Healthcare Needs a Critical Push
Tuesday, February 24, 2015
Changing disease patterns, low public spend on healthcare, and high out of pocket expenses have been the primary concerns leading to the formulation of the government’s new health policy. Economic advancement in India over the last two decades has enabled the government to take the cue and clearly articulate its intent to increase the public financing of health to 2.5 per cent of GDP in the Twelfth Five-Year Plan to move toward affordable, accessible and quality healthcare for all.
However, the share of government funding in total healthcare spend remains at approximately 1 per cent of GDP (less than 30 per cent of the total spend) which ranks India 171 out of 175 countries in the world on these parameters.
In spite of the best commitments by successive governments and Plan documents, healthcare spend has not kept pace with the GDP growth rate due to a variety of reasons, including high fiscal deficit.
Between paper and reality
A welfare state like India needs immediate addressal of this situation; Budget 2015 presents an excellent opportunity. It should lay out a roadmap for increased funding for healthcare and a definitive approach to take India to universal healthcare coverage, a matter that has been debated in policy circles since 2010. On paper, a comprehensive package is available to the entire population through the public delivery system, but in reality the government is far from delivering on this promise, especially for the poor.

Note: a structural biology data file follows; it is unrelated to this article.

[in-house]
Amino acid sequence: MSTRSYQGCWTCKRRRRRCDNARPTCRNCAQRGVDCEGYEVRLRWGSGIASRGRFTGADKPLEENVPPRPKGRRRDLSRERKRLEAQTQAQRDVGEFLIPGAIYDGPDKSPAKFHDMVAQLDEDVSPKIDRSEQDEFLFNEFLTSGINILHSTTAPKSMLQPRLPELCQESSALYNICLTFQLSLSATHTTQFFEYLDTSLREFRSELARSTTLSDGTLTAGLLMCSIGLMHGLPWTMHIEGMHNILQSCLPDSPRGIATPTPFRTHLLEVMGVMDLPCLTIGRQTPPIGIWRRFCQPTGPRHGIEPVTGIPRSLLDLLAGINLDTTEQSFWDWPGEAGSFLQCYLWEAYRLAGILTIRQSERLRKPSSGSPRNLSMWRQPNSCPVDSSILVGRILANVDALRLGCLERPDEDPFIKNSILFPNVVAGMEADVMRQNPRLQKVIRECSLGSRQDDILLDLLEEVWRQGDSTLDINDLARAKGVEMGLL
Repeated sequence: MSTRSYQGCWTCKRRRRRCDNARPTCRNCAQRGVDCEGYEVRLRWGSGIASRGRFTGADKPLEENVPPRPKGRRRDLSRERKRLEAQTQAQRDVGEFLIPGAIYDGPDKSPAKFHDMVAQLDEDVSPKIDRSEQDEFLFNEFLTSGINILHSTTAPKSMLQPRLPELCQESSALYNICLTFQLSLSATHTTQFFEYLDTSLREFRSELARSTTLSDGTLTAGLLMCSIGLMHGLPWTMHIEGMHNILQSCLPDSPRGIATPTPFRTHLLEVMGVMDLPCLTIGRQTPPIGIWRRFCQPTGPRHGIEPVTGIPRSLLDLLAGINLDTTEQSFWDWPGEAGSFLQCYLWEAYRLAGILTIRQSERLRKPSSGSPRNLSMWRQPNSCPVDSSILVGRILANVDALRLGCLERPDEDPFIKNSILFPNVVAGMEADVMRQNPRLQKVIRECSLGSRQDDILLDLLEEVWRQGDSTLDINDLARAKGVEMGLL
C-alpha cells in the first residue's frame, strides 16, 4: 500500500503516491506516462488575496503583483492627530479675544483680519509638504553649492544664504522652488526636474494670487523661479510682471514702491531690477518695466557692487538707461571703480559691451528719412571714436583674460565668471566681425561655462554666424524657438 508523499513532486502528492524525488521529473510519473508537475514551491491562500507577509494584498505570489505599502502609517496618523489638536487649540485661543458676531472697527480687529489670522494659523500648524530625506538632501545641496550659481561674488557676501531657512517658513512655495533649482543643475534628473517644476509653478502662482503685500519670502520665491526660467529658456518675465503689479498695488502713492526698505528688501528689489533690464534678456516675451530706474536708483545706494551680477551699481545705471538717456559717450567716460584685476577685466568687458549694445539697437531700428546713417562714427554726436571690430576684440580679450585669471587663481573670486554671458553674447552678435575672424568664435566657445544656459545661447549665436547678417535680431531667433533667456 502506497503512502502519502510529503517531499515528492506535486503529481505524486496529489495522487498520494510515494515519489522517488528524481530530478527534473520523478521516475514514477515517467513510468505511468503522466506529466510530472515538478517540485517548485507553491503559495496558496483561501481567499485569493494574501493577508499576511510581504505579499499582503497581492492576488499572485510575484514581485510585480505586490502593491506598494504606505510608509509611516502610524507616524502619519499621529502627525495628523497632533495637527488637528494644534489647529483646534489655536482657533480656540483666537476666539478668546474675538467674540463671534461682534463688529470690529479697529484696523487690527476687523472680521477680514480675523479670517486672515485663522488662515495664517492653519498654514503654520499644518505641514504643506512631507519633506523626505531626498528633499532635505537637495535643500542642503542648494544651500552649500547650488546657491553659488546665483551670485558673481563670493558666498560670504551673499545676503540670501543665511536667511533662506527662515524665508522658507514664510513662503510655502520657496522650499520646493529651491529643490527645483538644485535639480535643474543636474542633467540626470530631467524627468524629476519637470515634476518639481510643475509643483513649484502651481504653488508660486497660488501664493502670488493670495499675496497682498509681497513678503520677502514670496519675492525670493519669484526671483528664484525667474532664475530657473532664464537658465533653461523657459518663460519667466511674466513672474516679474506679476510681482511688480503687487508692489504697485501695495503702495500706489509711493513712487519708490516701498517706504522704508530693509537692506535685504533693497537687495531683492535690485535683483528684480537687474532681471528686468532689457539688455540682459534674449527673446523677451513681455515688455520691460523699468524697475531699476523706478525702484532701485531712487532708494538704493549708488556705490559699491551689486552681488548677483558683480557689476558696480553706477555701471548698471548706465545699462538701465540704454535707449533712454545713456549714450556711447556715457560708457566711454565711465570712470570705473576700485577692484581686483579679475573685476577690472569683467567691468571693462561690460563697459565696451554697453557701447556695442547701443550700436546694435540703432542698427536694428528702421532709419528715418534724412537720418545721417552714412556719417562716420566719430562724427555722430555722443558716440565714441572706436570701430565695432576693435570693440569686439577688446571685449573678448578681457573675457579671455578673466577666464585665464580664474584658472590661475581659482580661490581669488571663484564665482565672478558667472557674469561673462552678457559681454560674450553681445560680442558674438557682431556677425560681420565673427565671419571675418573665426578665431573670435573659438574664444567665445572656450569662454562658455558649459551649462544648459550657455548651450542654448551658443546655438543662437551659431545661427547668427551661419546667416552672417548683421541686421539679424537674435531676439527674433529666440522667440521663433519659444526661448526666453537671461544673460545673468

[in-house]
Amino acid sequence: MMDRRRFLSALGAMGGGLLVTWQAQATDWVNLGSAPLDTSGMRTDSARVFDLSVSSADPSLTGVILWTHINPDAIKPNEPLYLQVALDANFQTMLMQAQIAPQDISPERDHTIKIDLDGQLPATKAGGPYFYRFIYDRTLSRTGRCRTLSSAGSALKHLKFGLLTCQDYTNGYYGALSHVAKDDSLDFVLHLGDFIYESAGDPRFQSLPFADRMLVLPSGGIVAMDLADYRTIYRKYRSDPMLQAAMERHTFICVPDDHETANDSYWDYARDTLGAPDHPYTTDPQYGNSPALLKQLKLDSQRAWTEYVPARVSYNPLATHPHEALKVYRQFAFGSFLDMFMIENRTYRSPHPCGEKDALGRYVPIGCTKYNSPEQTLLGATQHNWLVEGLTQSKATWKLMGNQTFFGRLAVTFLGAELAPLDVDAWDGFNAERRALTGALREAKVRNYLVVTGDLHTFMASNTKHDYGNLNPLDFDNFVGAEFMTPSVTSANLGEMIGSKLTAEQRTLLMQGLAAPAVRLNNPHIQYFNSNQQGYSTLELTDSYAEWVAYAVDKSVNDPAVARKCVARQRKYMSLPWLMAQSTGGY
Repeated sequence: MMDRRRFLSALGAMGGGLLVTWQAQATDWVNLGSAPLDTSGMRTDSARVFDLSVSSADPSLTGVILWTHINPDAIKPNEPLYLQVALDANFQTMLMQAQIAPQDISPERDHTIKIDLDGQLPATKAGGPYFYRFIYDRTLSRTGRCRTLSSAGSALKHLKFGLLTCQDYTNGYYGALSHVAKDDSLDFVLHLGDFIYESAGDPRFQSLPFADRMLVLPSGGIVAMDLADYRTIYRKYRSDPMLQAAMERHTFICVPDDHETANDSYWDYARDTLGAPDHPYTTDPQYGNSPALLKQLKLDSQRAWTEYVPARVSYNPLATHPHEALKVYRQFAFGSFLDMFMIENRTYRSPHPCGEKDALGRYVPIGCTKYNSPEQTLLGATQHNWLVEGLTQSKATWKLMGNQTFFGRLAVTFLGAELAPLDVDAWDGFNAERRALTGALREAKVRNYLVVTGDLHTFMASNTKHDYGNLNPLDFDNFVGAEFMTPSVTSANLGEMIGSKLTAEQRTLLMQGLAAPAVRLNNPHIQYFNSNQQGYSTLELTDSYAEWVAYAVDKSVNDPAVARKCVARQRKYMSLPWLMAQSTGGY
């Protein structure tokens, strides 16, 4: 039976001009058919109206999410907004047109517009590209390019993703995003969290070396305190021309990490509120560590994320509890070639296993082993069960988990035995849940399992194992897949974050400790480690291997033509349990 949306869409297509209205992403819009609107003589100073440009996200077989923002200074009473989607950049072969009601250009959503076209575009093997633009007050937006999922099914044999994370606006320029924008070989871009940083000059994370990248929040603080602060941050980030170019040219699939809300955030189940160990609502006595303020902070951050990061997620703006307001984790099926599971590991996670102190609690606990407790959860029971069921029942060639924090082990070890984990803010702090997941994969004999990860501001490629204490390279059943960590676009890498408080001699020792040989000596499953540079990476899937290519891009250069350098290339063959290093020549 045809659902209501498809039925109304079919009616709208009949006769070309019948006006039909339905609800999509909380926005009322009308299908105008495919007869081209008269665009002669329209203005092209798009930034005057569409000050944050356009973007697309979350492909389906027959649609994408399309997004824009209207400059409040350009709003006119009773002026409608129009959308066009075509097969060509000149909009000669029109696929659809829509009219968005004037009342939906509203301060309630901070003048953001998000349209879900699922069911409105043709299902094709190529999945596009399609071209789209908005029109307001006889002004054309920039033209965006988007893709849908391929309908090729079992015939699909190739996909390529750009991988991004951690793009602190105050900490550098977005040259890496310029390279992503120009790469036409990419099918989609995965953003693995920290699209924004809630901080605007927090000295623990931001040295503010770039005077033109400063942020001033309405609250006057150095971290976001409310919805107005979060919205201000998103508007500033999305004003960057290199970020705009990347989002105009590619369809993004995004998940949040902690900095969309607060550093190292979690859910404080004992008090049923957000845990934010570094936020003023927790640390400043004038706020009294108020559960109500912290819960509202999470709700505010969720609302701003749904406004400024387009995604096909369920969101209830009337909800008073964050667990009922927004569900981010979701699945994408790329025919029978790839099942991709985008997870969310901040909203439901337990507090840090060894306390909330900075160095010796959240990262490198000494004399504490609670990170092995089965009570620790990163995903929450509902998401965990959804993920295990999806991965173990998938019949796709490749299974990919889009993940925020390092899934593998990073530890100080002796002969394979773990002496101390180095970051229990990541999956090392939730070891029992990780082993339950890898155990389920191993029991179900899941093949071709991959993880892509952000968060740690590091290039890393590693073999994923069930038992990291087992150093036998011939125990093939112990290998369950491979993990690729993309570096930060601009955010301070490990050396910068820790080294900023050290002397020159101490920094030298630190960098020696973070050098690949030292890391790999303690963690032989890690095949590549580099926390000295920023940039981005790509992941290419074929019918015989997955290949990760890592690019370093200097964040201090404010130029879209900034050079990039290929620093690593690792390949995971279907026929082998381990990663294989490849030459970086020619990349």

While the network of Primary Health Centres (PHCs) and Community Health Centres (CHCs) has grown over the years, the public healthcare infrastructure remains woefully inadequate both in terms of accessibility and quality.
There have been two meaningful interventions in the interim towards the quest for universal healthcare — the National Rural Health Mission (NRHM) and the Government Sponsored Health Insurance Schemes (GSHIS).
- Health Care